Stocks take their cue from the general economy. Gains have been slow and steady in the areas of job creation, gross domestic product output, durable goods orders, industry supply managers’ gauges, rising home price trends, and declining foreclosure rates. These gains are not robust but steady, nevertheless. The only disputable aspect of the current economic recovery is that it might not be happening fast enough for all of our wishes.
A recent concern is that interest rates have been pushing to their upper range from last summer and fall. If rates on such items such as home mortgages should raise much beyond 5%, this might sufficiently dampen the economic recovery enough to interrupt the smooth, steady ascent of the stock market.
More on the “New Normal”
Bill Gross, of the famed Pimco Mutual Fund Group, and his fellow TV personalities have popularly coined the term “New Normal” to describe the economy as well as the investment landscape facing investors. “New Normal” describes an inherently fragile economy that relies on government support for growth. “New Normal” also implies that this condition will remain with us for a very long time. Many excesses fueled by the real estate bubble still need to unwind and this should keep a lid on growth. This view also holds that the recovery will continue to be very slow. Furthermore, when the government and the Federal Reserve reign in the lifeline as they suggest, the unassisted economy will struggle.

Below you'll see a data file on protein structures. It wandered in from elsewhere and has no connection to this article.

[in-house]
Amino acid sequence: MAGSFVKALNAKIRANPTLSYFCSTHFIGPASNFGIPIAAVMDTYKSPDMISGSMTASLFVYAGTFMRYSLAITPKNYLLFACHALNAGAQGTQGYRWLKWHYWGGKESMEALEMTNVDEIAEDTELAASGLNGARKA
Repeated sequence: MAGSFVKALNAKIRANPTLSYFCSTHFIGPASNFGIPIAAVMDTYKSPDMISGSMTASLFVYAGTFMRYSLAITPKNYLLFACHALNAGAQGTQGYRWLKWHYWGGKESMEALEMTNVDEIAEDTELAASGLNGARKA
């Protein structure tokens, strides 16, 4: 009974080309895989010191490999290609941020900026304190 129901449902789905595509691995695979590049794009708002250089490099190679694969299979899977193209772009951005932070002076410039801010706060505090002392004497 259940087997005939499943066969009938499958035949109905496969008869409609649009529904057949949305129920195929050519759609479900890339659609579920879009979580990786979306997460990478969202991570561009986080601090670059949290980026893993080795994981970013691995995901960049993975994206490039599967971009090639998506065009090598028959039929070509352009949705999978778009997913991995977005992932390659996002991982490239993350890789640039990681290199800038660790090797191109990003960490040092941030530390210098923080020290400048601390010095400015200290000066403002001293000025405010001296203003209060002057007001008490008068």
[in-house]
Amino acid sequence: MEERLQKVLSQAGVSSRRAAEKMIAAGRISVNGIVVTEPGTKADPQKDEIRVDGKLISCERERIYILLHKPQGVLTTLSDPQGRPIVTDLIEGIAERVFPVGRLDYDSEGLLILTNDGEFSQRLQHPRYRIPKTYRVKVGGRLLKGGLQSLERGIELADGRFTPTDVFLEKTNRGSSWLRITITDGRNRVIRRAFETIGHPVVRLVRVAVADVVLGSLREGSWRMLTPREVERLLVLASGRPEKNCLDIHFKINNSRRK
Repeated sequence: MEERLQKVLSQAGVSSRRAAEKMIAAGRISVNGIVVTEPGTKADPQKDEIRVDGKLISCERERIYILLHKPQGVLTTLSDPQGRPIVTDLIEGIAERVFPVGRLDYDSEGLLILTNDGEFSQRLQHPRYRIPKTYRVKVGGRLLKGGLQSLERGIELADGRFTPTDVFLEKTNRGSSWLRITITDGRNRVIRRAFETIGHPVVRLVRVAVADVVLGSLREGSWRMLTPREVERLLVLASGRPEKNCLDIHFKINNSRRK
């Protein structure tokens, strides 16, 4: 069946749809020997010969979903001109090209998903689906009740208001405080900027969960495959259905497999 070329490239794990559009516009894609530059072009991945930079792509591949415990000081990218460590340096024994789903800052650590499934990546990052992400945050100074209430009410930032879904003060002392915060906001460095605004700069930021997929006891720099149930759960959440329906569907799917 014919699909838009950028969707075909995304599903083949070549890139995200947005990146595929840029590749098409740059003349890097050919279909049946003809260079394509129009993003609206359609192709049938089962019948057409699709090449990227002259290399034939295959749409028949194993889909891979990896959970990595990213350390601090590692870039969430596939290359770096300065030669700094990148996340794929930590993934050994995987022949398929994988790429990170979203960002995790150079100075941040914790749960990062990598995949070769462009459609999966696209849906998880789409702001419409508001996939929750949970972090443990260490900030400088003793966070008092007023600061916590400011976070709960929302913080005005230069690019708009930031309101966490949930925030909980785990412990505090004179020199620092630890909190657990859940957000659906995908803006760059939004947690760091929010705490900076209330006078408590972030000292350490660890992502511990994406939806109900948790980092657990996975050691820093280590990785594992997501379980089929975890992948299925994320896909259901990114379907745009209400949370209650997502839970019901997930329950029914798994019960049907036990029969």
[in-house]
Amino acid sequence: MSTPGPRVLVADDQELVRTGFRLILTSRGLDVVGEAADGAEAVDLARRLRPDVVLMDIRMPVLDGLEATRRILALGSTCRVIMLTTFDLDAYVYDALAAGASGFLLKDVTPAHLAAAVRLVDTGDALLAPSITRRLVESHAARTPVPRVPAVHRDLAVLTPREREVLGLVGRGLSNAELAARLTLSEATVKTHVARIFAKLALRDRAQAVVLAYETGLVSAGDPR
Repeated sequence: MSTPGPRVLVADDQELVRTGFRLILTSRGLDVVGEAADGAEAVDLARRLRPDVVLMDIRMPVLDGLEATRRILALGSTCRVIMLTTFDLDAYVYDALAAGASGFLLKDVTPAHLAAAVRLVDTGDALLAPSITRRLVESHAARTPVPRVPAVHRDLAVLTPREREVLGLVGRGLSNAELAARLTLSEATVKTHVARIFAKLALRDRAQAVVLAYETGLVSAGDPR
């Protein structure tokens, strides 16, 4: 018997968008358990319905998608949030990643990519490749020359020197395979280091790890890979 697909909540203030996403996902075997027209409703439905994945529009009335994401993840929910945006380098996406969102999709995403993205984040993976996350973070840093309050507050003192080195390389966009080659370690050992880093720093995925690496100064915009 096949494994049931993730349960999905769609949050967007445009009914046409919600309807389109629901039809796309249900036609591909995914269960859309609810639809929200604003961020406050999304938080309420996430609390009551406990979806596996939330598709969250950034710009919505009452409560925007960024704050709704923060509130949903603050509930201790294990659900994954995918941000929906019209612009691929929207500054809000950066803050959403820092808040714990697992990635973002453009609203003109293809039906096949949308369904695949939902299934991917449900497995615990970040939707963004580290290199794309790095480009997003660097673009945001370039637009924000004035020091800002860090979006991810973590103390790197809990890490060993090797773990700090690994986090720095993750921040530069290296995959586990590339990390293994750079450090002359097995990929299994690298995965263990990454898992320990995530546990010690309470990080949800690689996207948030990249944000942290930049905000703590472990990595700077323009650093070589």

Steve Leuthold argues differently as quoted in the 4-10-10 issue of Barrons.
“We are in an expansion, and it’s better than expected,” says Steve Leuthold, investment strategist and founder of the Minneapolis-based Leuthold Group, a provider of market research and money-management services. “It’s different because it’s led by an improvement in manufacturing and not by the consumer.” And he argues that this isn’t a “new normal” — in which U.S. economic growth slows permanently — as many contend, but a good old-fashioned “old normal” expansion. He points to the surprisingly high 5.9% fourth-quarter rise in gross domestic product as proof.
The conflicting views of Messrs. Gross and Leuthold serve a vigorous debate in the investment business. Will a weak, government supported economy remain with us for some time as Mr. Gross suggests or is the economy ramping up to an expansion mode as Mr. Leuthold suggests?
Peregrine Returns and Strategy